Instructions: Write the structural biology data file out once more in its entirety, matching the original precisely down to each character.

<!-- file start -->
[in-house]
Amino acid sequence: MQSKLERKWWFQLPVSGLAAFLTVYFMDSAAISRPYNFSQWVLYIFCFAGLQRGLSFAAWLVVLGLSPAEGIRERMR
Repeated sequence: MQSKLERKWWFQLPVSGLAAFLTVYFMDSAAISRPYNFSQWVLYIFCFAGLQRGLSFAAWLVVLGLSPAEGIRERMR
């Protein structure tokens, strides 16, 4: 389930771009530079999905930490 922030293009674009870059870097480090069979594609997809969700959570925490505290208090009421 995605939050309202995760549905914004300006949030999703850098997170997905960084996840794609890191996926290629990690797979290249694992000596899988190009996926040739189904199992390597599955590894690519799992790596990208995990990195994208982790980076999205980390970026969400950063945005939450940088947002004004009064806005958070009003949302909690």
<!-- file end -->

[in-house]
Amino acid sequence: MQSKLERKWWFQLPVSGLAAFLTVYFMDSAAISRPYNFSQWVLYIFCFAGLQRGLSFAAWLVVLGLSPAEGIRERMR
Repeated sequence: MQSKLERKWWFQLPVSGLAAFLTVYFMDSAAISRPYNFSQWVLYIFCFAGLQRGLSFAAWLVVLGLSPAEGIRERMR
């Protein structure tokens, strides 16, 4: 389930771009530079999905930490 922030293009674009870059870097480090069979594609997809969700959570925490505290208090009421 995605939050309202995760549905914004300006949030999703850098997170997905960084996840794609890191996926290629990690797979290249694992000596899988190009996926040739189904199992390597599955590894690519799992790596990208995990990195994208982790980076999205980390970026969400950063945005939450940088947002004004009064806005958070009003949302909690």